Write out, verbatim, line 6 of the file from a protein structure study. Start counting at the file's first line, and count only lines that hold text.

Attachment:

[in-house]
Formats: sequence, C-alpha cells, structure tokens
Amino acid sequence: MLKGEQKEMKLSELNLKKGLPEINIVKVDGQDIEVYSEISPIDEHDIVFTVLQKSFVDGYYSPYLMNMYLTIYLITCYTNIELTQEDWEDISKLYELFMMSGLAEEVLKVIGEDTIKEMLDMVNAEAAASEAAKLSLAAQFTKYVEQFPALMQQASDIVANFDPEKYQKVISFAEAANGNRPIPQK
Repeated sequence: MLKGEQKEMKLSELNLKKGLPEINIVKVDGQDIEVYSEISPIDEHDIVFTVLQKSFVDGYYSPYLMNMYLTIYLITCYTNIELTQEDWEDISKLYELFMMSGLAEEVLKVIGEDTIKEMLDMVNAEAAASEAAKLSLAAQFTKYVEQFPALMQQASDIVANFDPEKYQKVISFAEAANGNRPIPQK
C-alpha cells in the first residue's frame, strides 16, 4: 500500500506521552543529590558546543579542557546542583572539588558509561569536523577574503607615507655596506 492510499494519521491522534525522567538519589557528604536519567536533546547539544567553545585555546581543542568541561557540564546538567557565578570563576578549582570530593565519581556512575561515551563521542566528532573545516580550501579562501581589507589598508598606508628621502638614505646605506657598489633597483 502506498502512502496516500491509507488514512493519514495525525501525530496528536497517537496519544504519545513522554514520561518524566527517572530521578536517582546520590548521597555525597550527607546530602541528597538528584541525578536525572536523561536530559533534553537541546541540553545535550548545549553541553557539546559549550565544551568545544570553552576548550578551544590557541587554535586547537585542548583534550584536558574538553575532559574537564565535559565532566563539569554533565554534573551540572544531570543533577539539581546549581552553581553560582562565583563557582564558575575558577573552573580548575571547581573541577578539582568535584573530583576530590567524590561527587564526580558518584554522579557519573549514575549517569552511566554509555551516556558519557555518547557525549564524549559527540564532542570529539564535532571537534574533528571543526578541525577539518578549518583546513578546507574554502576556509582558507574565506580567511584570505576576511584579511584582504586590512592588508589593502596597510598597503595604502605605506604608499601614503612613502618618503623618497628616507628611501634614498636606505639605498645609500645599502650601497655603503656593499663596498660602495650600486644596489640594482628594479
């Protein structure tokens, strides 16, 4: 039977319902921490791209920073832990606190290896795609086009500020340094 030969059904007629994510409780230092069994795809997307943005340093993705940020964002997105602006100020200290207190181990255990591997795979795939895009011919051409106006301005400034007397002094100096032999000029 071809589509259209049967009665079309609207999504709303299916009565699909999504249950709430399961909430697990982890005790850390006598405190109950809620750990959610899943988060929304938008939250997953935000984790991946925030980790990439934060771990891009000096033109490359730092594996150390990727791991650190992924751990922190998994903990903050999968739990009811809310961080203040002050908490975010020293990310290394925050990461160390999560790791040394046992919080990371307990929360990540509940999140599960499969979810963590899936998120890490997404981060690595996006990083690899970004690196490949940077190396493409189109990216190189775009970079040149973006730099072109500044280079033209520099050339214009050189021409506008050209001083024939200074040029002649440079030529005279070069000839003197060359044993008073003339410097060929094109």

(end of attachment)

């Protein structure tokens, strides 16, 4: 039977319902921490791209920073832990606190290896795609086009500020340094 030969059904007629994510409780230092069994795809997307943005340093993705940020964002997105602006100020200290207190181990255990591997795979795939895009011919051409106006301005400034007397002094100096032999000029 071809589509259209049967009665079309609207999504709303299916009565699909999504249950709430399961909430697990982890005790850390006598405190109950809620750990959610899943988060929304938008939250997953935000984790991946925030980790990439934060771990891009000096033109490359730092594996150390990727791991650190992924751990922190998994903990903050999968739990009811809310961080203040002050908490975010020293990310290394925050990461160390999560790791040394046992919080990371307990929360990540509940999140599960499969979810963590899936998120890490997404981060690595996006990083690899970004690196490949940077190396493409189109990216190189775009970079040149973006730099072109500044280079033209520099050339214009050189021409506008050209001083024939200074040029002649440079030529005279070069000839003197060359044993008073003339410097060929094109």